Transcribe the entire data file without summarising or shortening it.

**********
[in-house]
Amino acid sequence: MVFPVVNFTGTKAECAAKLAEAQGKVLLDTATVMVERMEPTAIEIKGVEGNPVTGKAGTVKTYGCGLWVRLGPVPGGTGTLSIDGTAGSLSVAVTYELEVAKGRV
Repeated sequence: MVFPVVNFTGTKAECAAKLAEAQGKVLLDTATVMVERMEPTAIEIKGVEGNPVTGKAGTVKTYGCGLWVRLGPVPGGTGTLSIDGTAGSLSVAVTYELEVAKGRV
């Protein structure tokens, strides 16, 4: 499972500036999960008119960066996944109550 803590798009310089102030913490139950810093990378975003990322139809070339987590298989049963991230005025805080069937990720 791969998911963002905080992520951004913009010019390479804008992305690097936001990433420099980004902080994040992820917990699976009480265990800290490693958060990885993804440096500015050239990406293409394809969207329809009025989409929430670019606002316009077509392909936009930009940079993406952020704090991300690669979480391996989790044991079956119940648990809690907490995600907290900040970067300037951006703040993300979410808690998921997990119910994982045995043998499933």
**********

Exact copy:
[in-house]
Amino acid sequence: MVFPVVNFTGTKAECAAKLAEAQGKVLLDTATVMVERMEPTAIEIKGVEGNPVTGKAGTVKTYGCGLWVRLGPVPGGTGTLSIDGTAGSLSVAVTYELEVAKGRV
Repeated sequence: MVFPVVNFTGTKAECAAKLAEAQGKVLLDTATVMVERMEPTAIEIKGVEGNPVTGKAGTVKTYGCGLWVRLGPVPGGTGTLSIDGTAGSLSVAVTYELEVAKGRV
């Protein structure tokens, strides 16, 4: 499972500036999960008119960066996944109550 803590798009310089102030913490139950810093990378975003990322139809070339987590298989049963991230005025805080069937990720 791969998911963002905080992520951004913009010019390479804008992305690097936001990433420099980004902080994040992820917990699976009480265990800290490693958060990885993804440096500015050239990406293409394809969207329809009025989409929430670019606002316009077509392909936009930009940079993406952020704090991300690669979480391996989790044991079956119940648990809690907490995600907290900040970067300037951006703040993300979410808690998921997990119910994982045995043998499933």